The work-up for dermatological disease included complete blood count, erythrocyte sedimentation rate, C-reactive protein, serum levels of complement C3, C4 and C1 inhibitor, serum immunoglobulins, antinuclear antibody and anti-DNA antibody (if needed), immunoglobulin A (IgA) and IgG anti-transglutaminase, FT3, FT4, TSH, thyroid peroxidase antibodies (TPO Ab) and thyroglobulin antibodies (TG Ab), urine analysis and culture, nasal and throat swabs, and microscopic investigation of stool for Helicobacter pylori antigens and parasite ova. No urticarial vasculitis, physical or other types of eliciting urticaria were diagnosed. In addition, cold provocation and threshold test (ice cube and cold water) were also performed in patients to exclude physical urticaria.

None of the patients had IgA deficiency, but two patients with urticaria were diagnosed with celiac disease and excluded. Therefore, 324 children were enrolled.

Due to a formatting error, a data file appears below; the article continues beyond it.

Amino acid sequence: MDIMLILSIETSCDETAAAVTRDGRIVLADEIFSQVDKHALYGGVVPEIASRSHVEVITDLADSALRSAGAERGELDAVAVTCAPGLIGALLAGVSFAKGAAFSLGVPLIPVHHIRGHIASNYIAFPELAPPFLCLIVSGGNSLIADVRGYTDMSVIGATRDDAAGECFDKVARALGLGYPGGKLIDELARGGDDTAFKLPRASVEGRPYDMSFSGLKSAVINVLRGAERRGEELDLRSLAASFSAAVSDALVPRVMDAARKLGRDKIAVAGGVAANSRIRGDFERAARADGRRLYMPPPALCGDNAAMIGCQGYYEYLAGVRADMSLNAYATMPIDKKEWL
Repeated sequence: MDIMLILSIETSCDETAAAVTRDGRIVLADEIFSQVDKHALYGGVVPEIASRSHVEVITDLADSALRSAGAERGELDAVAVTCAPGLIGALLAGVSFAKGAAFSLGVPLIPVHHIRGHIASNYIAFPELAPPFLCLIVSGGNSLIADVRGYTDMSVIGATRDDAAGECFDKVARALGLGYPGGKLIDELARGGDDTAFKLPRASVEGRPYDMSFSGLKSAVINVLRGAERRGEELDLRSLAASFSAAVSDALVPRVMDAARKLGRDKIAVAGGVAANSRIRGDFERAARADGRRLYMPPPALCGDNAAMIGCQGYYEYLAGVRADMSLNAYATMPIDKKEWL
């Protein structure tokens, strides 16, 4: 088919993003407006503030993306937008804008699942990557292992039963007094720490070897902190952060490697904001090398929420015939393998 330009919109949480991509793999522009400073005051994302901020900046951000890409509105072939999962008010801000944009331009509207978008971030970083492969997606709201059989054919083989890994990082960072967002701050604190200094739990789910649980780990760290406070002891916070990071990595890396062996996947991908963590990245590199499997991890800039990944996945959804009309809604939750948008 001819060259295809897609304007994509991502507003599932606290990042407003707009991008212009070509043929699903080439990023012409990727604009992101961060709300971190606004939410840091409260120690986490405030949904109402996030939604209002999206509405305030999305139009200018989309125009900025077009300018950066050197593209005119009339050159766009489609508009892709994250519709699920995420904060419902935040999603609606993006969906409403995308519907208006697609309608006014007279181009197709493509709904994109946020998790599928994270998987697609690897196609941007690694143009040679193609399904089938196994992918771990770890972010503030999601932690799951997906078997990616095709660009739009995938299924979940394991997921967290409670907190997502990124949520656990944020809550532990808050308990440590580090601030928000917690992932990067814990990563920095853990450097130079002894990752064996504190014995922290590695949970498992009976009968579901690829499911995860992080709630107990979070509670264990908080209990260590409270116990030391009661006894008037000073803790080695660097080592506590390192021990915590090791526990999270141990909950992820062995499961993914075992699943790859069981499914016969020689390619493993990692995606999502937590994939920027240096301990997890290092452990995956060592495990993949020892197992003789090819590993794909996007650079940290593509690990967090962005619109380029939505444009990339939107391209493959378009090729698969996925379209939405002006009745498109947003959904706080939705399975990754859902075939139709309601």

The same dermatologist from the Dermatology Department of the Second University of Naples defined the dermatological diseases. On the basis of the dermatologist’s diagnosis, the cohort was then divided into 4 subgroups: 187 children were affected by AD, 95 by AU, 40 by CU, and 2 by AA.

TA was diagnosed by TPO Ab and /or TG Ab (immunoassay: High-specific solid-phase technique-chemiluminescence immune-assays PerkinElmer, Turku, Finland) serum levels more than twice normal values (TPO Ab n.v. < 30 UI/mL; TG Ab n.v. < 100 UI/mL) over a period of two months.